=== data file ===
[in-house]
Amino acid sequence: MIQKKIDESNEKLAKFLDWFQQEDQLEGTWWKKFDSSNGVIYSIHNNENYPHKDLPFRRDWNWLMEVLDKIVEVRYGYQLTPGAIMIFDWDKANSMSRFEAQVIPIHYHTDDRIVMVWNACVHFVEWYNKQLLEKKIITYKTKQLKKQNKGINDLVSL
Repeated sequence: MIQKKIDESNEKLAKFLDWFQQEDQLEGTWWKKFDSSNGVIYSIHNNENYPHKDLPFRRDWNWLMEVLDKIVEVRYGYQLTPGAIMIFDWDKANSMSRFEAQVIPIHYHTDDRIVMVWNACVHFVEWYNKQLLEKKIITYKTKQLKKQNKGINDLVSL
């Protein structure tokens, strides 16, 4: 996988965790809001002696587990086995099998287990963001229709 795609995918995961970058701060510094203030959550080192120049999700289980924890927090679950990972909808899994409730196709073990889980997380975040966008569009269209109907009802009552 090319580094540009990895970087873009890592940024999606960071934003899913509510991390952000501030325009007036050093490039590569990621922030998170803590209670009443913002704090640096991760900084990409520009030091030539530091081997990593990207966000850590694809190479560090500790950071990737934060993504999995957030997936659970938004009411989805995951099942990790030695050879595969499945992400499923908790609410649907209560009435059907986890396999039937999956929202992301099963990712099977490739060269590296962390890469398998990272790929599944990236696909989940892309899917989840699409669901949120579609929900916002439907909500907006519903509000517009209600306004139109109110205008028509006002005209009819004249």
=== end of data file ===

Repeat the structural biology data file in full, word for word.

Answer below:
[in-house]
Amino acid sequence: MIQKKIDESNEKLAKFLDWFQQEDQLEGTWWKKFDSSNGVIYSIHNNENYPHKDLPFRRDWNWLMEVLDKIVEVRYGYQLTPGAIMIFDWDKANSMSRFEAQVIPIHYHTDDRIVMVWNACVHFVEWYNKQLLEKKIITYKTKQLKKQNKGINDLVSL
Repeated sequence: MIQKKIDESNEKLAKFLDWFQQEDQLEGTWWKKFDSSNGVIYSIHNNENYPHKDLPFRRDWNWLMEVLDKIVEVRYGYQLTPGAIMIFDWDKANSMSRFEAQVIPIHYHTDDRIVMVWNACVHFVEWYNKQLLEKKIITYKTKQLKKQNKGINDLVSL
């Protein structure tokens, strides 16, 4: 996988965790809001002696587990086995099998287990963001229709 795609995918995961970058701060510094203030959550080192120049999700289980924890927090679950990972909808899994409730196709073990889980997380975040966008569009269209109907009802009552 090319580094540009990895970087873009890592940024999606960071934003899913509510991390952000501030325009007036050093490039590569990621922030998170803590209670009443913002704090640096991760900084990409520009030091030539530091081997990593990207966000850590694809190479560090500790950071990737934060993504999995957030997936659970938004009411989805995951099942990790030695050879595969499945992400499923908790609410649907209560009435059907986890396999039937999956929202992301099963990712099977490739060269590296962390890469398998990272790929599944990236696909989940892309899917989840699409669901949120579609929900916002439907909500907006519903509000517009209600306004139109109110205008028509006002005209009819004249």